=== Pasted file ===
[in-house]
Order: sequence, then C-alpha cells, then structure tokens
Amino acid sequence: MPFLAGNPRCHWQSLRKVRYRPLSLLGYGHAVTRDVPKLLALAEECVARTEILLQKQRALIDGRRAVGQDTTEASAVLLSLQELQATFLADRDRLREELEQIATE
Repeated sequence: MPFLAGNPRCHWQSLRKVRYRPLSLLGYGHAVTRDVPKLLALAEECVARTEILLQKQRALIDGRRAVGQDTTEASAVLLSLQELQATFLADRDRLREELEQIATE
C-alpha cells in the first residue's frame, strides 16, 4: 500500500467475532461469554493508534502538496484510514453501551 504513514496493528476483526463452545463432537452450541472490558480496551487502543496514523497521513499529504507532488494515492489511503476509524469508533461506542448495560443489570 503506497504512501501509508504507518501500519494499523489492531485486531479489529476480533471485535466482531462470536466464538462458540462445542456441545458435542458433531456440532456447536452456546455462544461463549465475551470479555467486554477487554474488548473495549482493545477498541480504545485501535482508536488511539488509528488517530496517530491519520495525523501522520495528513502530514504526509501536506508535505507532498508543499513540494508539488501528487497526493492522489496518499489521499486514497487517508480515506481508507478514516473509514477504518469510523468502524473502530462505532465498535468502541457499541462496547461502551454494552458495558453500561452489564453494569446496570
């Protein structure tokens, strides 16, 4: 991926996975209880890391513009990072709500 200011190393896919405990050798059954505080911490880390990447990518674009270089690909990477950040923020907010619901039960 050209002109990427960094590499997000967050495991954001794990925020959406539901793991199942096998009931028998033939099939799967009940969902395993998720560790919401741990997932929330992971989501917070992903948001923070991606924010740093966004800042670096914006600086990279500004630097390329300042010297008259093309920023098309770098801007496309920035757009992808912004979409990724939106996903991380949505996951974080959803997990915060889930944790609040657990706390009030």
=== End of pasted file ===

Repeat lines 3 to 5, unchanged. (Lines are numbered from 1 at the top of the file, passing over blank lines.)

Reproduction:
Amino acid sequence: MPFLAGNPRCHWQSLRKVRYRPLSLLGYGHAVTRDVPKLLALAEECVARTEILLQKQRALIDGRRAVGQDTTEASAVLLSLQELQATFLADRDRLREELEQIATE
Repeated sequence: MPFLAGNPRCHWQSLRKVRYRPLSLLGYGHAVTRDVPKLLALAEECVARTEILLQKQRALIDGRRAVGQDTTEASAVLLSLQELQATFLADRDRLREELEQIATE
C-alpha cells in the first residue's frame, strides 16, 4: 500500500467475532461469554493508534502538496484510514453501551 504513514496493528476483526463452545463432537452450541472490558480496551487502543496514523497521513499529504507532488494515492489511503476509524469508533461506542448495560443489570 503506497504512501501509508504507518501500519494499523489492531485486531479489529476480533471485535466482531462470536466464538462458540462445542456441545458435542458433531456440532456447536452456546455462544461463549465475551470479555467486554477487554474488548473495549482493545477498541480504545485501535482508536488511539488509528488517530496517530491519520495525523501522520495528513502530514504526509501536506508535505507532498508543499513540494508539488501528487497526493492522489496518499489521499486514497487517508480515506481508507478514516473509514477504518469510523468502524473502530462505532465498535468502541457499541462496547461502551454494552458495558453500561452489564453494569446496570